She made a soft hum, like the beating wings of a bee. In moments she heard footfall between the trees. Her steed approached and stopped in front of her. She caressed the velvet of his antlers then stowed her sword in the scabbard strapped to his flank. Grasping the thick fur on his neck she leapt onto the deer’s back and pressed her heels to his side. They turned and ran between the trees, twisting and turning and climbing away from the stream.
Soon they emerged above the treeline onto the open mountainside. She clung to the deer’s neck as he leapt from tussock to outcrop, barely touching the ground. Across the ridge and over the moorland they travelled. The air whipping over her naked skin chilling her but she did not care. She laughed into the wind. She had the Pendant.
“Do you have to leave?” the young man said
“My task is finished. I am done with this place,” the Traveller replied.
The young man tried again. “Can we not show our gratitude by holding a feast in your honour?”
The Traveller made a sound behind his white beard. It may have been a chuckle at the thought that they felt they owed him something or it may have been a snort of disdain that they considered that they could repay him for his efforts. “I have no need of feasts,” he said.
The young man sighed. “Where will you go?”
“Wherever I am needed.’
“We need you.’
Now the Traveller did indeed snort. ‘No, you do not. You have responsibilities, duties to each other and to your land. You do not need my presence in order to carry them out.”
The young man was crestfallen. It seemed he knew what the Traveller meant but would have been reassured to have the old man’s support.
“Well, we wish you well, Traveller, and hope to welcome you here again.”
“Do not wish for my return. It can only mean that troubles face you. Only you and your people can ensure that they do arise. Now I will take my leave of you.”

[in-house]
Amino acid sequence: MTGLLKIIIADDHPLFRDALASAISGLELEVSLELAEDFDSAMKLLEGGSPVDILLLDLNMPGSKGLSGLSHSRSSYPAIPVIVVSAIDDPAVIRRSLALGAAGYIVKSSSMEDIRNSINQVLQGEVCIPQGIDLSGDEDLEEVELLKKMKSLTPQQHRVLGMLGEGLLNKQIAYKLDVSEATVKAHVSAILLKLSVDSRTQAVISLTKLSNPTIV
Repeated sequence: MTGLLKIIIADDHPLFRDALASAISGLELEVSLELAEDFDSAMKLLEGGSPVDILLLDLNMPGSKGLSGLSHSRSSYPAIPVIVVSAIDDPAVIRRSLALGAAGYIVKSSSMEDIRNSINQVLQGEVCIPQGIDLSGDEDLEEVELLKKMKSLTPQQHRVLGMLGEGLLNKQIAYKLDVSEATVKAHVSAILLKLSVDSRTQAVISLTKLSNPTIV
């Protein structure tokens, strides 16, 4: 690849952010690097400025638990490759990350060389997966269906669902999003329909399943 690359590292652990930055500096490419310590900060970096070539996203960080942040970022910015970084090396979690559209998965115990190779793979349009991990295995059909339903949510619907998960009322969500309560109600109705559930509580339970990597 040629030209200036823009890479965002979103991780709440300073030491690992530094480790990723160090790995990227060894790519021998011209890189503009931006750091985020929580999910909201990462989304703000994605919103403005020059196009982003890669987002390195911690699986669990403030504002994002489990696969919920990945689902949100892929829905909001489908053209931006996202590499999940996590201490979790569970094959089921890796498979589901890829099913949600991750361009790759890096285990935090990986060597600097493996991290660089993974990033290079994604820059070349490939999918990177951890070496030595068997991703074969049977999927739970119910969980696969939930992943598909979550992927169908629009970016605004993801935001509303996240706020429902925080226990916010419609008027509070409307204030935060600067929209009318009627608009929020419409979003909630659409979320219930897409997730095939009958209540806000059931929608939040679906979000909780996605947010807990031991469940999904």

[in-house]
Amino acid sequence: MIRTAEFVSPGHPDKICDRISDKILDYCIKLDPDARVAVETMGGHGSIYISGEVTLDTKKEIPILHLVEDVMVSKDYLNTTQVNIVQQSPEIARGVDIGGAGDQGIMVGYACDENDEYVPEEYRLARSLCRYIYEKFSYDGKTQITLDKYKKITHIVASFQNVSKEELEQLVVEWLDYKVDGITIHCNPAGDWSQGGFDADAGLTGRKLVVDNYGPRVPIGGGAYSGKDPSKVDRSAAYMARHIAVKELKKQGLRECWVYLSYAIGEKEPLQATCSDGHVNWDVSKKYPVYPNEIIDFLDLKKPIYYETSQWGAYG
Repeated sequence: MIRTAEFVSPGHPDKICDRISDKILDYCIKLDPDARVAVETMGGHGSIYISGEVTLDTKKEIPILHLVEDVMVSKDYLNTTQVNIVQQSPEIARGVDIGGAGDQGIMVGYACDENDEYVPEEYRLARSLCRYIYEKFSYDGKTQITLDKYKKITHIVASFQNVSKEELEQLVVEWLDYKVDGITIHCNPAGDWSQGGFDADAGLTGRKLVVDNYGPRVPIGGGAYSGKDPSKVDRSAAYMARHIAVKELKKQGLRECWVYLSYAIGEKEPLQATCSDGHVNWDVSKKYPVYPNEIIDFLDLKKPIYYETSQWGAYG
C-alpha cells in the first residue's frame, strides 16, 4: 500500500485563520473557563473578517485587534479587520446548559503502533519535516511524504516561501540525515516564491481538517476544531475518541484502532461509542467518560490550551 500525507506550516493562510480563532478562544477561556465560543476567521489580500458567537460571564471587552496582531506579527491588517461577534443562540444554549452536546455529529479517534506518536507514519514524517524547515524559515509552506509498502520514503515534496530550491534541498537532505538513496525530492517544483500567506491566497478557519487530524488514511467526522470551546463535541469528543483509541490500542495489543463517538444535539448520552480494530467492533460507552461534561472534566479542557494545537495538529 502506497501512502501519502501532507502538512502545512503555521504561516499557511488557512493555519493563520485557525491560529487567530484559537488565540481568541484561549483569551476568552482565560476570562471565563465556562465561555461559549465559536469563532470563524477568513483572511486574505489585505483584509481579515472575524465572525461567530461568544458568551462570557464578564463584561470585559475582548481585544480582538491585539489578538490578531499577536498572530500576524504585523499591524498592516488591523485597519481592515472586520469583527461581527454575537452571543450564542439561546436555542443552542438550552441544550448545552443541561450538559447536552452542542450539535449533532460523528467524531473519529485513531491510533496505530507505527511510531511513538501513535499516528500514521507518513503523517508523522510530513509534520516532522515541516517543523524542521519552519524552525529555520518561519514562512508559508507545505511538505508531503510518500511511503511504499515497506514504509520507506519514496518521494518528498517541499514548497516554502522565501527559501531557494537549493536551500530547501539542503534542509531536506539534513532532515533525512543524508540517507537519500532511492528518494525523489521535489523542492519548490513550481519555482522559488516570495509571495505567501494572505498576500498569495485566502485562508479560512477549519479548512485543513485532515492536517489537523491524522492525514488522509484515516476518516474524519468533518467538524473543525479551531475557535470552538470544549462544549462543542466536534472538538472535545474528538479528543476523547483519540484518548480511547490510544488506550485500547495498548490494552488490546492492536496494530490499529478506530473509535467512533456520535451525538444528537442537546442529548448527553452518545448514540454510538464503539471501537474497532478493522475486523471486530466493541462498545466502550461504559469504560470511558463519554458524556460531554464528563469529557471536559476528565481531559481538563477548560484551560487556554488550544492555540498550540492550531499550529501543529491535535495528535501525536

He turned his back on the young man and the throng of people that stood silently behind him. He walked through the gates of the city, out on to the arid plain and towards the Sun sinking towards the horizon.
From a deep pocket in the long, dark coat that he wore despite the heat, he drew out the Globe. He held it by the stand attached to the southern pole and, as he walked, he ran his finger over the outline of the continents incised into the dark metal.
Where next was indeed the question. There was always some place or people where his knowledge and skills were required; some threat that required his involvement. He had not walked far when his fingers encountered a hot spot on the Globe. It shone as brightly as the Sun in the tropics. He held the Globe up to examine it more closely and to check the location. It was as he feared. He knew it well, half a world away, and there was only one reason why he was being alerted.
He stopped and took a pair of dividers from his other capacious pocket. He spread the points to touch the Globe at his present location and the centre of the glowing spot. He put one foot forward. For a moment he had one foot in the afternoon and the other in the night. He completed the pace. The plain was gone and he was standing by a waterfall in moonlight.